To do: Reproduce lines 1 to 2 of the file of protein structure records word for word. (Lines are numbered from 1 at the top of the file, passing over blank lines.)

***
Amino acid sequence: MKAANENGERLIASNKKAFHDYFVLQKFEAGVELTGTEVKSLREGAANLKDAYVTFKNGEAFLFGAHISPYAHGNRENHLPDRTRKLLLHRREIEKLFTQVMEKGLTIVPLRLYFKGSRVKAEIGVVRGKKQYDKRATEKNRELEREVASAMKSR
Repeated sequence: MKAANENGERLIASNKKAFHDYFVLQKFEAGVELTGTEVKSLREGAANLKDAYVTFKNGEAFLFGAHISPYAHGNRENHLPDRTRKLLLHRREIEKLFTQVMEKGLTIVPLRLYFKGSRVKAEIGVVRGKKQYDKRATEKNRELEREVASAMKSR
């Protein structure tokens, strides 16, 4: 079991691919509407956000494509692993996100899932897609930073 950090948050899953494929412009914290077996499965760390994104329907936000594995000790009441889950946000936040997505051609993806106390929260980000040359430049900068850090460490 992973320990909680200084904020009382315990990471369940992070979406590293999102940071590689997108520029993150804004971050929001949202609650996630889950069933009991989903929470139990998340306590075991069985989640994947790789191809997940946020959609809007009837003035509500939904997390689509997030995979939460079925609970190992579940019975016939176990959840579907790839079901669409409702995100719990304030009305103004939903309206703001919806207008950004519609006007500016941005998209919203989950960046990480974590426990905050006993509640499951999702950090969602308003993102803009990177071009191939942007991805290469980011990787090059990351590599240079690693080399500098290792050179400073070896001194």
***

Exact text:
Amino acid sequence: MKAANENGERLIASNKKAFHDYFVLQKFEAGVELTGTEVKSLREGAANLKDAYVTFKNGEAFLFGAHISPYAHGNRENHLPDRTRKLLLHRREIEKLFTQVMEKGLTIVPLRLYFKGSRVKAEIGVVRGKKQYDKRATEKNRELEREVASAMKSR
Repeated sequence: MKAANENGERLIASNKKAFHDYFVLQKFEAGVELTGTEVKSLREGAANLKDAYVTFKNGEAFLFGAHISPYAHGNRENHLPDRTRKLLLHRREIEKLFTQVMEKGLTIVPLRLYFKGSRVKAEIGVVRGKKQYDKRATEKNRELEREVASAMKSR